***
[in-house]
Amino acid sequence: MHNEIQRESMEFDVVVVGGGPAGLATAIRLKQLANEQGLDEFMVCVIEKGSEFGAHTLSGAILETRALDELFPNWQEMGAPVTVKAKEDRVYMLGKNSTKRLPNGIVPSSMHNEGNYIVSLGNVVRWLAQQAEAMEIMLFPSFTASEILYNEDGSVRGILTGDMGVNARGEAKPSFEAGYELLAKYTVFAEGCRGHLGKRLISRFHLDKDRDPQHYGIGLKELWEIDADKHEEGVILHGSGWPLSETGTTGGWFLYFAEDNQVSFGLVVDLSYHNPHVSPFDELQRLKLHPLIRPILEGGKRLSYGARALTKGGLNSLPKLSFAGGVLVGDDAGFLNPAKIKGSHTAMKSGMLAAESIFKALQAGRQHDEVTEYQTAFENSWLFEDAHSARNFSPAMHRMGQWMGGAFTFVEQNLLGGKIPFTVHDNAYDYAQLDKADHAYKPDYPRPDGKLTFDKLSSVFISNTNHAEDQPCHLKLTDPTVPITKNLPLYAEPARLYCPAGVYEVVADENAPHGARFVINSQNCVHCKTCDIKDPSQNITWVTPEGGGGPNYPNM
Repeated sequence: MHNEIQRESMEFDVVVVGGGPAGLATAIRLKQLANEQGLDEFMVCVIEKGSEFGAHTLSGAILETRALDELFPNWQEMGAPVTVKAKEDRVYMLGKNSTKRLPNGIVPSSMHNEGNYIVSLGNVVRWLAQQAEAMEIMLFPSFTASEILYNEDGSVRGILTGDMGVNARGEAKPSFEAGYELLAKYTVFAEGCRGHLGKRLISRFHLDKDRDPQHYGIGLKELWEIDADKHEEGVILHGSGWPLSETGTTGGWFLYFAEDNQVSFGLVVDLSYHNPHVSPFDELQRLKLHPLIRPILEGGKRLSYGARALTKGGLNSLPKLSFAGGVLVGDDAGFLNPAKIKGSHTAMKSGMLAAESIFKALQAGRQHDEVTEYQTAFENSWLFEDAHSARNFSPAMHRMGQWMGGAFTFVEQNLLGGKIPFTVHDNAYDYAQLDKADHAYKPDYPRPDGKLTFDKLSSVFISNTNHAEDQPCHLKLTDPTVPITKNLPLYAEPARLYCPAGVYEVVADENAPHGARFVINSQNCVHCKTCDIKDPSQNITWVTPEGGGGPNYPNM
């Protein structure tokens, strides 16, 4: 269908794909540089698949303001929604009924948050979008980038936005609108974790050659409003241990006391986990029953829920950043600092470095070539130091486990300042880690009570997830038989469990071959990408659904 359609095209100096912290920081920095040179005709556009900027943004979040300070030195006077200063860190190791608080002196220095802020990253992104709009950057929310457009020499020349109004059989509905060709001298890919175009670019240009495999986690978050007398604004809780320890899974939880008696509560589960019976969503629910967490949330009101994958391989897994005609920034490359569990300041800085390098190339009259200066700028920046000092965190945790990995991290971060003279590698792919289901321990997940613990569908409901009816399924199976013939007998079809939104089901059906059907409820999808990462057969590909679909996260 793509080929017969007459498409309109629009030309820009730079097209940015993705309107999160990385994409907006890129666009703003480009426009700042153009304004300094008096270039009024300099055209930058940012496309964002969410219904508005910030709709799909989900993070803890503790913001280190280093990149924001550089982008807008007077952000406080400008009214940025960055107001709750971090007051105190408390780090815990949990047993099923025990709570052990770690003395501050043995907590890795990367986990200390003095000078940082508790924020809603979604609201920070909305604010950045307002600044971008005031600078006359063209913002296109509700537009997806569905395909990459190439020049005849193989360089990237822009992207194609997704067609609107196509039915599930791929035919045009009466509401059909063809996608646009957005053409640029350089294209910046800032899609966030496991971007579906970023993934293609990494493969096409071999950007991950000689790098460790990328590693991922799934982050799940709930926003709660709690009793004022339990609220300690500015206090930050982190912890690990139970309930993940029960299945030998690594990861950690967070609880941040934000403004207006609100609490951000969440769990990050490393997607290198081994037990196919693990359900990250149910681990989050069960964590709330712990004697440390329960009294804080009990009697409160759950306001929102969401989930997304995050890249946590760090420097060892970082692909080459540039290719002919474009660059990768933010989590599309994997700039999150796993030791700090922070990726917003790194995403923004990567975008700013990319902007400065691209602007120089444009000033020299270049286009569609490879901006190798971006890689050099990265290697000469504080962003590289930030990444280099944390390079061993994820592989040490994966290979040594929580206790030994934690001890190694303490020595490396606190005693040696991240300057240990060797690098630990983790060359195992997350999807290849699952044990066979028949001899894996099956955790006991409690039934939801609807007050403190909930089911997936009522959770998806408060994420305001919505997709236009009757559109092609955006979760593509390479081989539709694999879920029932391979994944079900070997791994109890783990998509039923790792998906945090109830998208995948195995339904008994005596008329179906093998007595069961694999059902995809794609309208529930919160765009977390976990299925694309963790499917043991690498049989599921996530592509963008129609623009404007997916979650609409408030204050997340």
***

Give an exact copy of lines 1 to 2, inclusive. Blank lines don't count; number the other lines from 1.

[in-house]
Amino acid sequence: MHNEIQRESMEFDVVVVGGGPAGLATAIRLKQLANEQGLDEFMVCVIEKGSEFGAHTLSGAILETRALDELFPNWQEMGAPVTVKAKEDRVYMLGKNSTKRLPNGIVPSSMHNEGNYIVSLGNVVRWLAQQAEAMEIMLFPSFTASEILYNEDGSVRGILTGDMGVNARGEAKPSFEAGYELLAKYTVFAEGCRGHLGKRLISRFHLDKDRDPQHYGIGLKELWEIDADKHEEGVILHGSGWPLSETGTTGGWFLYFAEDNQVSFGLVVDLSYHNPHVSPFDELQRLKLHPLIRPILEGGKRLSYGARALTKGGLNSLPKLSFAGGVLVGDDAGFLNPAKIKGSHTAMKSGMLAAESIFKALQAGRQHDEVTEYQTAFENSWLFEDAHSARNFSPAMHRMGQWMGGAFTFVEQNLLGGKIPFTVHDNAYDYAQLDKADHAYKPDYPRPDGKLTFDKLSSVFISNTNHAEDQPCHLKLTDPTVPITKNLPLYAEPARLYCPAGVYEVVADENAPHGARFVINSQNCVHCKTCDIKDPSQNITWVTPEGGGGPNYPNM